For 30 years I have been on college campuses during exam week. I know there are students in this congregation who are preparing for exams—over preparing or under preparing. There are graduating seniors and folks who may not becoming back to Fordham; and I know the emotions that accompany that reality.
Over the years I have sought a theme for this last Mass that would be both relevant and timely for you in your personal circumstance, as well as timeless; it applies to all of you.
Tonight’s Gospel works well—the vine and the branches. We are all dependent on the vine rooted firmly in the earth of life, which is the source of life. That tap root, on which we are dependent, is Jesus the Risen Christ.
Today’s Scripture point out the centrality of the resurrection.
In the Resurrection we are confronted with the irreducuble core of our belief, namely that Jesus died and rose from the dead. This is what the apostles proclaimed, this is what animated the early Christian community, and this is what remains at the core of our faith. The Resurrection is the belief around which the church grew. As St. Paul noted, “If Jesus had not been raised form the dead, all is in vain.”
It is important to understand as we listen to these Easter stories that the Resurrection, in the Scriptures, was not a spectacular event, compelling people to belief. Rather it was an event for the friends of Jesus, for those who knew him, walked with him, listened to him and believed in him.
The Gospels portray the Easter encounters as deeply self-involving experiences in which a number of men and women, but especially women, were invited to recognize their Lord and to become dedicated witnesses to him and to his Resurrection. To witness to the Easter Jesus became the hallmark of a disciple of Jesus.
So what can we learn form these Easter stories? What applies to us this May night? Three brief observations:
First, God meets us on our own terms, where we are. He met Mary Magdalla in her fear; he met Thomas with his doubts; he met Peter and the disciples fishing amidst their loneliness and anxiety; and he met them walking to Emmaus in their disappointment.
Just so, the Lord meets you where you are, in your anxiety, fear, doubts or distress, joys and successes. Who among us does not have concerns as we reflect on our life and the lives of those we love? In any given week our hearts are filled with competing emotions stemming from personal experiences or media headlines; foreign wars, economic uncertainty, unemployment, the death of a friend, the birth of a child, an engagement, final exams!
It is these and all the other human events that nudge us closer to God. This is where the Lord finds you, where you are, as you are: he finds you in your doubt and in your faith, in your strengths and weaknesses; in your fears and doubts. The French author, Francois Mauriac reminds us “the Risen Christ may be just around the corner.”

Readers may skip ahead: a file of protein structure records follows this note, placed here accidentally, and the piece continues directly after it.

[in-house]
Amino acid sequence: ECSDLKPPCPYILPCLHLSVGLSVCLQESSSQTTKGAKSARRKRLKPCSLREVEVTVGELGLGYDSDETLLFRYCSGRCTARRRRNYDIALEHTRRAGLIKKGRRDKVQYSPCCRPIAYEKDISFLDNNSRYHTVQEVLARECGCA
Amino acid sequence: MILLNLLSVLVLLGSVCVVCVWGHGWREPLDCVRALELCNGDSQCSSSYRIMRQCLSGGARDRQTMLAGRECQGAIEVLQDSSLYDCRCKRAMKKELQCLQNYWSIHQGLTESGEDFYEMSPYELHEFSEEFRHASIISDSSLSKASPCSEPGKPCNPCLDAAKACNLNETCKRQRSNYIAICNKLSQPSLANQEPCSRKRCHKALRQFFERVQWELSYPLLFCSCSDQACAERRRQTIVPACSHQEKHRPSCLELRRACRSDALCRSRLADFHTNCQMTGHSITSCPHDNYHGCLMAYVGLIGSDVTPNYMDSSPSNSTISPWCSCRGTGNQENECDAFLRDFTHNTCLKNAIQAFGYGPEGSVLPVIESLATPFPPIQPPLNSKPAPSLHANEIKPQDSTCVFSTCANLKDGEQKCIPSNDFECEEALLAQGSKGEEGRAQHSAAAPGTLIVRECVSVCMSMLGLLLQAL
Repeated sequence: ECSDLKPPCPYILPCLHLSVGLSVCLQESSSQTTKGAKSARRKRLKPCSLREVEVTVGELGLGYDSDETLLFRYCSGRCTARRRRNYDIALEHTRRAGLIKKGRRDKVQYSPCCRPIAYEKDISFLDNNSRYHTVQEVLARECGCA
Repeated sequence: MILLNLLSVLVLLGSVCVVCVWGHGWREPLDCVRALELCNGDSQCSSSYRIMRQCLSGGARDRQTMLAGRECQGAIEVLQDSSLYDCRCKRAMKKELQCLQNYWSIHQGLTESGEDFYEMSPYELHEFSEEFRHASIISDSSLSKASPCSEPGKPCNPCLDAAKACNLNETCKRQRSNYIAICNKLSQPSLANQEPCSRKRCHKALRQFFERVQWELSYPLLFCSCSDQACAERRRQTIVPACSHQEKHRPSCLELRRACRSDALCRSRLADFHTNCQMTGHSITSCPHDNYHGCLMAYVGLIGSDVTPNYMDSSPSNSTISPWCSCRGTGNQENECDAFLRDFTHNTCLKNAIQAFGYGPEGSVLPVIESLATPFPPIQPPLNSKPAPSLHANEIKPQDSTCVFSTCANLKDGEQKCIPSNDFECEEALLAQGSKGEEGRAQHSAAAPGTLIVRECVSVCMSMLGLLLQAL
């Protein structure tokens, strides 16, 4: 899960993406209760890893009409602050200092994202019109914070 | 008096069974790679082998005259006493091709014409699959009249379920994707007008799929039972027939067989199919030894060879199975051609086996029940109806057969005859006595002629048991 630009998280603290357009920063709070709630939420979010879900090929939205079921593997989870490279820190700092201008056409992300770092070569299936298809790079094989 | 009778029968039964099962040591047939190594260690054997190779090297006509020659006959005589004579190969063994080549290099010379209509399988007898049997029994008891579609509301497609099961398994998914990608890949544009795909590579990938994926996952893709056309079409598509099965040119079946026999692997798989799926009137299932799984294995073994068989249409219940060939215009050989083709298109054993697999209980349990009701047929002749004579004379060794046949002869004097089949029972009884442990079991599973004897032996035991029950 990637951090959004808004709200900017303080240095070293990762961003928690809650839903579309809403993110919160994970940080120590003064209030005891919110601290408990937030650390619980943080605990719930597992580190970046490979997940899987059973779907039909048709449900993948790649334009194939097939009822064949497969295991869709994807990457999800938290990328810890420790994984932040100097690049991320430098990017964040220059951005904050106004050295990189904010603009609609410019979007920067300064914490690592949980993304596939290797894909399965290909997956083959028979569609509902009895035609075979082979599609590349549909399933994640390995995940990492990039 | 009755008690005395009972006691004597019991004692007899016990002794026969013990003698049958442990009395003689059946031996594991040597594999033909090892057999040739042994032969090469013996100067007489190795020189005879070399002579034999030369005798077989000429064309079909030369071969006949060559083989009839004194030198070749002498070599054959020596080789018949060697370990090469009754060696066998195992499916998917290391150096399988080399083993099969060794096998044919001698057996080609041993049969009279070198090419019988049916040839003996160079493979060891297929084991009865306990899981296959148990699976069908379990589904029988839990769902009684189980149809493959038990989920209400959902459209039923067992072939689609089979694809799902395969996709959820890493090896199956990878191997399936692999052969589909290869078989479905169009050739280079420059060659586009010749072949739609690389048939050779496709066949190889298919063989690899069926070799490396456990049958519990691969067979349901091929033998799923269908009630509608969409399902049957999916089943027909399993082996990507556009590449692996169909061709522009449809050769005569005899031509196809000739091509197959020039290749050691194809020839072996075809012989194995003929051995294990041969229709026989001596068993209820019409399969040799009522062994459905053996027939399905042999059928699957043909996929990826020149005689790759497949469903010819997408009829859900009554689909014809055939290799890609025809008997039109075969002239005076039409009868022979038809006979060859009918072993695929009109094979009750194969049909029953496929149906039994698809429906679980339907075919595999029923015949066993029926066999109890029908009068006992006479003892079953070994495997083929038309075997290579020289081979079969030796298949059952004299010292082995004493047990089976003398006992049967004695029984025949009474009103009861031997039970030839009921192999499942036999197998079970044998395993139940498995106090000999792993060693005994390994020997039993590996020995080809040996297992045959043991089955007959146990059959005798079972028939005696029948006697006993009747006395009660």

This is where God meets you, finds you, on your terms and in your circumstance, with your particular challenges and special gifts and needs.
A second point, the Easter stories tell us something about faith. Faith is not simply a felt emotion, intellectual propositions, or even moral codes. To be sure faith involves all three—emotion, intellect and behavior. But Easter faith must also be a personal experience of Jesus as Lord of history; as one whose words can be believed and whose deeds can be imitated; Jesus the Christ who is your personal savior.
The bottom line: Easter faith must be experinced and lived. The challenge for the believer is to cultivate a deep personal faith in Jesus to such a degree that you experience the effects of that faith in your daily routine and relationshops. This is at the heart of the Easter mystery and the Easter mystery is at the heart of our faith.
And the third lesson is that while faith is personal, Easter faith must be experienced with others in community.
Again the Gospel stories illustrate this as Mary runs back to Peter with the news, as Thomas makes his act of faith in the company of the disciples; and as the men of Emmaus after recognizing Jesus in the breaking of the bread rush back to the disciples to tell of their experience. They all return to their support groups.
So too with each of us. Faith is not to be kept inside you, in some private devotion, in a vacuum, unused, and unexpressed. Hence the importance to be part of a praying community where we can recognize jesus in the breaking of the bread.
Back to the Gospel: the Risen Jesus is the vine, we are the branches, whatever our circumstance, challenges or opportunities. We are joined together, with God and with one another.
Each of you know the quality, the strength of your connectedness to the vine’s tap root.
So to all of you, but especially the students preparing for the week ahead or indeed life after your Fordham years, recall the gifts and opportunities of the Resurrection: the Lord finds you where you are, whatever the circumstance. The quality of Easter faith is a personal response to the Risen Lord. And Easter faith must believed out in community, in sharing your belief in the Risen Jesus as Lord of history and Lord of your life. As the Jesuit poet Gerard Manley Hopkins said of the Easter Jesus: “Let him Easter in us...”
Let the Easter Jesus be a new beginning for your spiritual life. Let him be a sign of hope in these challenging times.
John P. Schlegel, S.J.
St. Paul the Apostle Church
Mass for Fordham University students
May 6, 2012